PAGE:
Data Center Frontier continues to explore the fastest growing markets and niches in the data center market via our DCF Special Reports. This time around, Data Center Frontier partners with Iron Mountain to explore the hyperscale data center market, and how its growth has changed how we compute. This excerpt from a recent Hyperscale Data Center explores the data center industry’s hyperscale players and the ins and outs of the the concept of ‘build vs buy.’
The hyperscale market is composed of two tiers of companies, with slightly different characteristics. Both sets of customers have requirements that go beyond the traditional scope of the turn-key wholesale data center suite.
The Mega Hyperscale Operators
These companies are the dominant players in cloud services and social media. This includes Google, Microsoft, Amazon Web Services, Facebook and Apple. Chinese cloud giant Alibaba is also reaching the scale to be included in this group. Their deal sizes range from 10 megawatts (MWs) to 70 megawatts, and can include multiple data halls in a single building, multiple data halls across several buildings, a build-to-suit project, or even a multi-building campus.
SAAS, Platform Companies & Cloudlets
The second tier of hyperscale customers includes cloud providers like Oracle, Baiduand and China Telecom, along with SaaS providers like Salesforce, SAP, Workday, Paypal, Dropbox and platform companies like Uber and Lyft. These customers are seeking 2 to 5 megawatts at a time, and covet the ability to “land and expand” by growing into adjacent space.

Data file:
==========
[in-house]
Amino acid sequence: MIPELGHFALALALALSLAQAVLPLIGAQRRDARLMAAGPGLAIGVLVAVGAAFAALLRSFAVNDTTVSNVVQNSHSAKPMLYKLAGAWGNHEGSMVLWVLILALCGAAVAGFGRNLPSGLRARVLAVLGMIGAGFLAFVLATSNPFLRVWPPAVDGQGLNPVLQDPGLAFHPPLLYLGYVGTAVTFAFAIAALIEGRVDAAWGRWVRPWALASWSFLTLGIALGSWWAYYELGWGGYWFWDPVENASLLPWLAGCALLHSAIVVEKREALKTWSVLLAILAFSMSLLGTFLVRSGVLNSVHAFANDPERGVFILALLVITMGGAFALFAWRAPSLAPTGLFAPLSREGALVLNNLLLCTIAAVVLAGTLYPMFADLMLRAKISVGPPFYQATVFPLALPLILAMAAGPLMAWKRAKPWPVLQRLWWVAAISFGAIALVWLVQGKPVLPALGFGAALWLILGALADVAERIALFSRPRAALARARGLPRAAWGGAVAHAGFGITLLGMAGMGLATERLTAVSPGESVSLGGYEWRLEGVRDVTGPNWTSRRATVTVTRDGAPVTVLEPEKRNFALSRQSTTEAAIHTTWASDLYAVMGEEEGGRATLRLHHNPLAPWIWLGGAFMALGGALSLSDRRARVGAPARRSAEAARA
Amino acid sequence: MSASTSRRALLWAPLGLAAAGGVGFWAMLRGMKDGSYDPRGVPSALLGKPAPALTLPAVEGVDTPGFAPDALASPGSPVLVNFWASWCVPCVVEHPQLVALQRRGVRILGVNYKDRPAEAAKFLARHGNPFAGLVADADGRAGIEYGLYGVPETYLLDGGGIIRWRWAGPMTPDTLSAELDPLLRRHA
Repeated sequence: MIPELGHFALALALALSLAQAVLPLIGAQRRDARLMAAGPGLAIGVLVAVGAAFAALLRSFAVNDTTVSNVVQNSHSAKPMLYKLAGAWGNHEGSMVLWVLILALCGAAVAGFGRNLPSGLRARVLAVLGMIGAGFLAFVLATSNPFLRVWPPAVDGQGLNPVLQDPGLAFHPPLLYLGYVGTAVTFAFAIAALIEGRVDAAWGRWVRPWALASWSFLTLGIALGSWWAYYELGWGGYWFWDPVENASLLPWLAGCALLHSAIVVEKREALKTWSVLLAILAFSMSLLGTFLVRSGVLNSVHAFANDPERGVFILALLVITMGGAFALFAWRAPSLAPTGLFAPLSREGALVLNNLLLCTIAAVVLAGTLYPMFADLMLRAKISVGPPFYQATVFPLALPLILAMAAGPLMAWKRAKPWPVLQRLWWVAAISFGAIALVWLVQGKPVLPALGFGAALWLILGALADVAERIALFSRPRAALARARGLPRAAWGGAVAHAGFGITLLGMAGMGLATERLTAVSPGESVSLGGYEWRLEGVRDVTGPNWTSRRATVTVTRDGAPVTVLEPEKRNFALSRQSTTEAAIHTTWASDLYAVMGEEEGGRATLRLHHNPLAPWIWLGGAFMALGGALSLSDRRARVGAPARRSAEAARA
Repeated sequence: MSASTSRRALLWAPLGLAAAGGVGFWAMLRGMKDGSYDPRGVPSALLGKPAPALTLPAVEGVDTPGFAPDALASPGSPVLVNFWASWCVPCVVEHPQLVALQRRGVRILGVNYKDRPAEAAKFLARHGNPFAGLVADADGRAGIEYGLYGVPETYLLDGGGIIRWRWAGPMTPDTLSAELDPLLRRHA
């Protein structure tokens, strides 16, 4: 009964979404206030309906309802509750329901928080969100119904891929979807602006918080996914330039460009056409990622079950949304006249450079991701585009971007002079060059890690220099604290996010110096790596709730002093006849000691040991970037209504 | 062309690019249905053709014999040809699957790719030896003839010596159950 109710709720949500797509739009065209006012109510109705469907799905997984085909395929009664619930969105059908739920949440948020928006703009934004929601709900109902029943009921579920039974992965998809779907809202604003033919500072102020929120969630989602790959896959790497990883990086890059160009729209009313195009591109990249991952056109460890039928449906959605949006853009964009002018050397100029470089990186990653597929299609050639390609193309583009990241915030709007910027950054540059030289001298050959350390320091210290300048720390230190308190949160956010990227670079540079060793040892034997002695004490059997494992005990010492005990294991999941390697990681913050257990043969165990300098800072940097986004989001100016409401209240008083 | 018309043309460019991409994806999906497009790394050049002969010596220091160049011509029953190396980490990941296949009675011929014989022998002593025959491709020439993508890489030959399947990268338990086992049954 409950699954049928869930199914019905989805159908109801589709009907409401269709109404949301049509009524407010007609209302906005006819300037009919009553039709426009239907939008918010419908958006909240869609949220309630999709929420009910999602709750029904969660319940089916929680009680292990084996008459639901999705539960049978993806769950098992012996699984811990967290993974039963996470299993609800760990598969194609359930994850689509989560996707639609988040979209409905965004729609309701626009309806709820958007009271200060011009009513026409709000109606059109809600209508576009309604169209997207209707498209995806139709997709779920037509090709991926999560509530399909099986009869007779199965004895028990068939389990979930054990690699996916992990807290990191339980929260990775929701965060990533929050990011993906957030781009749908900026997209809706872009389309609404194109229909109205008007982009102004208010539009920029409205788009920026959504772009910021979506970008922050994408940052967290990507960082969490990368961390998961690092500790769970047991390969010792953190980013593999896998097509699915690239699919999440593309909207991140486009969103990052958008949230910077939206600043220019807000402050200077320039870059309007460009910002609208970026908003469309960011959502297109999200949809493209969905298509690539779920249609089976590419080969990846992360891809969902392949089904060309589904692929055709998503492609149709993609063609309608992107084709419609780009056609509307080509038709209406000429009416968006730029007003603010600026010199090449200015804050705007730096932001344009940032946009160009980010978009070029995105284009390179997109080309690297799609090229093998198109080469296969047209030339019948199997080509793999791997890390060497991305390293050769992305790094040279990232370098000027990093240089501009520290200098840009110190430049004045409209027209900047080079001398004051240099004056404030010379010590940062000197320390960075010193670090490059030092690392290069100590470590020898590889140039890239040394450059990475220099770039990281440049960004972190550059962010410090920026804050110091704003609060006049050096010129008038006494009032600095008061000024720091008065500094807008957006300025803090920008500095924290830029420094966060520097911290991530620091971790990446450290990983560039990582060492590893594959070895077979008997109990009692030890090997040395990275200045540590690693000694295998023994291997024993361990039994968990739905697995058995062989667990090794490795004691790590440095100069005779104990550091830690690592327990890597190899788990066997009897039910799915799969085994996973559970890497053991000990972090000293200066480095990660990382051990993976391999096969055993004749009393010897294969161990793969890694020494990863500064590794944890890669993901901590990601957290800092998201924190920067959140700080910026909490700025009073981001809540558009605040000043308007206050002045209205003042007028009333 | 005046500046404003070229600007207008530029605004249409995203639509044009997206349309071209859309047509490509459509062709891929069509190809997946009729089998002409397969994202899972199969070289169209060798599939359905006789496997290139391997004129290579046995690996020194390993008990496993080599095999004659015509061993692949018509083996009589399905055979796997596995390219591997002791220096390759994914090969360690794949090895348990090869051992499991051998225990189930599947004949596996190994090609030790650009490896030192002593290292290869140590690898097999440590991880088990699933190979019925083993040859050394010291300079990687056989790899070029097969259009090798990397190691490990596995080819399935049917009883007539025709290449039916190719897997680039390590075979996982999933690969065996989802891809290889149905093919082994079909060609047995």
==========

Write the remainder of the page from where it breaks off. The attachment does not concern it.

Providers seeking hyperscale deals are now offering data halls ranging from 30,000 to 60,000 SF, with some building open rooms as large as 140,000 SF.
Prior to 2016, the wholesale data center market rarely saw deals larger than 10 MWs.The super-sizing of hyperscale requirements has altered the provisioning of wholesale data center space, which offers turn-key data halls with power, connectivity and cooling in place.
For many years, wholesale providers standardized on a form factor featuring data suites of approximately 1.2 MWs of IT capacity and 10,000 to 12,000 square feet (SF). Providers seeking hyperscale deals are now offering data halls ranging from 30,000 to 60,000 SF, with some building open rooms as large as 140,000 SF.
This trend is driving a segmentation of the data center industry, as some companies are optimizing their construction process and supply chain to compete for hyperscale deals, some are targeting more traditional enterprise wholesale requirements, and retail colocation players are focusing on interconnection and cloud on-ramps.
Build or Buy?
The Tier 1 hyperscale companies have the ability to either build their own data centers, lease space from wholesale data center providers, or partner with developers on build-to-suit projects. Their decisions are often guided by cost and how quickly they need the capacity. In some cases, data center REITs have won Tier 1 hyperscale deals on their ability to deploy data center space faster than in-house construction operations.